Hamlet, Janice D. “Assessing Womanist Thought: The Rhetoric of Susan L. Taylor.”Communication Quarterly 48.4 (Fall 2000): 420-436. (17 pages)
Hamlet charts out a theory of womanist thought, worldview, and epistemology rooted in the writings of Susan L. Taylor, editor of Essence and writer of a syndicated column targeting black women. Womanist thought is an area of study that is a reaction to the presumed assumption that the issues of black women are synonymous with either African American males or white females. Its focus “suggests a more holistic understanding of African American women their history, culture, and lived experiences” (421). She summarizes Hill Collins’ description of the operations of the black feminist. The black feminist:
- Refuses to reinforce the social relations of domination. Her work is accessible to women from many walks of life while still being rigorous and well research.
- Does not privilege elites but rather recognizes that everyone has a privileged view from their won vantage point.
- Encourages people to examine their location, share their location, and pay attention to other people’s locations.
- Places black women’s experiences and ideas at the center of analysis.
- Does not try to accommodate the dominant or traditional discourse by using its language to fit in.
- Incorporates the everyday unapologetically.
- Rejects dualism and objectivity in favor of both/and perspectives
- Is actively challenging to existing notions of intellect as well as traditions of knowledge production and validation. (421).
Succinctly, the womanist consciousness “grew out of African American women’s need to define their own realities, shape their own identities, hear their own voices, and find inner peace” (422). Key to this worldview is an optimal conceptual system, one that assumes that “all people view the world based upon their own particular belief systems” (425): it is ‘optimal’ because it is “structured toward the achievement of everlasting peace and happiness” (425).
Hamlet uses cluster analysis in her methodology to draw out patterns in womanist through via Susan L Taylor. As she writes, cluster analysis involves four steps: “(1) identification of key terms or symbols in the rhetorical artifact; (2) charting of terms that cluster around the key terms; (3) discovery of patterns in the clusters around the key term to determine the meaning of the key terms; and (4) meaning of the rhetor’s worldview on the basis of the meanings of the terms” (425). She outlines seven themes that have emerged from Taylor’s writing and indicate a scope for womanist epistemology.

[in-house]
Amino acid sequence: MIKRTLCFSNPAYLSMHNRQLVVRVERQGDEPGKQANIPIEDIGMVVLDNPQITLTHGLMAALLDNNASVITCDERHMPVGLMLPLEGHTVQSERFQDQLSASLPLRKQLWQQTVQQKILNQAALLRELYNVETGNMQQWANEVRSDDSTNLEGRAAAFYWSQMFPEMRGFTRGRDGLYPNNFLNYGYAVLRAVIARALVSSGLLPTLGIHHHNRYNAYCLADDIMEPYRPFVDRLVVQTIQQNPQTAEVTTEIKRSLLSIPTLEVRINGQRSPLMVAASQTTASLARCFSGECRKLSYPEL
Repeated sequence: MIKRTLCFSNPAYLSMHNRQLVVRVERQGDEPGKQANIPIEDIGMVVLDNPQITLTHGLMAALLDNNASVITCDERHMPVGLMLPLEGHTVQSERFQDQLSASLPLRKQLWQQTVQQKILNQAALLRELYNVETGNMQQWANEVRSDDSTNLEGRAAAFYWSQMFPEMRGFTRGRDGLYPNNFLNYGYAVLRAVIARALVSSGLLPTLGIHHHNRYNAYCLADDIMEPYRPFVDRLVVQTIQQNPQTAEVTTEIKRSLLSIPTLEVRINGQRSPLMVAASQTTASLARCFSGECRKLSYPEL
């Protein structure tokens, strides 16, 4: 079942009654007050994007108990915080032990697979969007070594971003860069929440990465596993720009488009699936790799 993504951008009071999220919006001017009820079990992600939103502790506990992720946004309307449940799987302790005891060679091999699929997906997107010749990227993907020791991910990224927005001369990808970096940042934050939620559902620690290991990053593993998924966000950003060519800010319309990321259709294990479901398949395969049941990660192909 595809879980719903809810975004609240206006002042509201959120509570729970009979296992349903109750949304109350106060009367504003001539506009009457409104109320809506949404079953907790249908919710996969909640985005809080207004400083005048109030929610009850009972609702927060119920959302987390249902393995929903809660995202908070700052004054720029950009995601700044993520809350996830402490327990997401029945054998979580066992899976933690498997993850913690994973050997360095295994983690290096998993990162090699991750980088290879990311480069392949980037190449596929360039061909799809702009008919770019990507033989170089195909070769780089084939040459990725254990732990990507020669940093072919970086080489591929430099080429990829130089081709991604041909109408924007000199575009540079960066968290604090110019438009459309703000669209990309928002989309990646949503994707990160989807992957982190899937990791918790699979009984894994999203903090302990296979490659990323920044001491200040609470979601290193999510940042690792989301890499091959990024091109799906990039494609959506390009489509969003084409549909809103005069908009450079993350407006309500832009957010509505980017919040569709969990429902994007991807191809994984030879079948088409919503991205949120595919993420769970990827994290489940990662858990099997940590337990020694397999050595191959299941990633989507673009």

Spirit Power: “Spirit is the life force of every living element in the universe…Spirit is the energy of the Creator manifesting itself in many forms. According to Afrocentric thought, there exists the notion that there is an all-pervasive energy, that is the source, the sustainer, and the essence of all phenomena” (426). This forms the basis for consubstantiation—“the whole being in each of its parts” (426)—among black women (or all people).
Harmony and Balance: here, since everything is functionally connected (“we are one with nature”), the destruction of one aspect of existence is a destruction of the total existence of the black woman: “therefore, Afrocentric thought constitutes looking at the whole rather than specifies within the whole” (427).
Self-Affirmation: “From a spiritual perspective, we can create our reality through speech, Africans refer to it as ‘Afose,’ the power to bring about occurrence through the power of speech” (428). In this way, black women use speech to create their reality.
Cultural History and Ancestral Reverence: “In Afrocentric thought, each person is a product oof her (or his) individual history, but they are all standing on the shoulders of their ancestors. Ancestry is the sum of the accumulated wisdom of the race, it manifesting itself in the living” (429). We connect to the future through our children, the past through our parents.
Love: particularly self-love in order to love others.
Collective Power: “The individual cannot and does not exist alone, but owes his/her very existence to other members of the group or community, including ancestors and those yet unborn” (431). Hamlet makes sure to affirm the individual articulations of expression while also affirming the aggregation of those individual expressions of consciousness focused on collective consciousness. Knowledge is socially constituted among group members.
Self-Destruction: Unlike the other God-terms, Hamlet sees self-destruction as a devil-term. Connected to the previous theme, women must not self-destruct and get in the ay of obtaining success, happiness, and inner peace.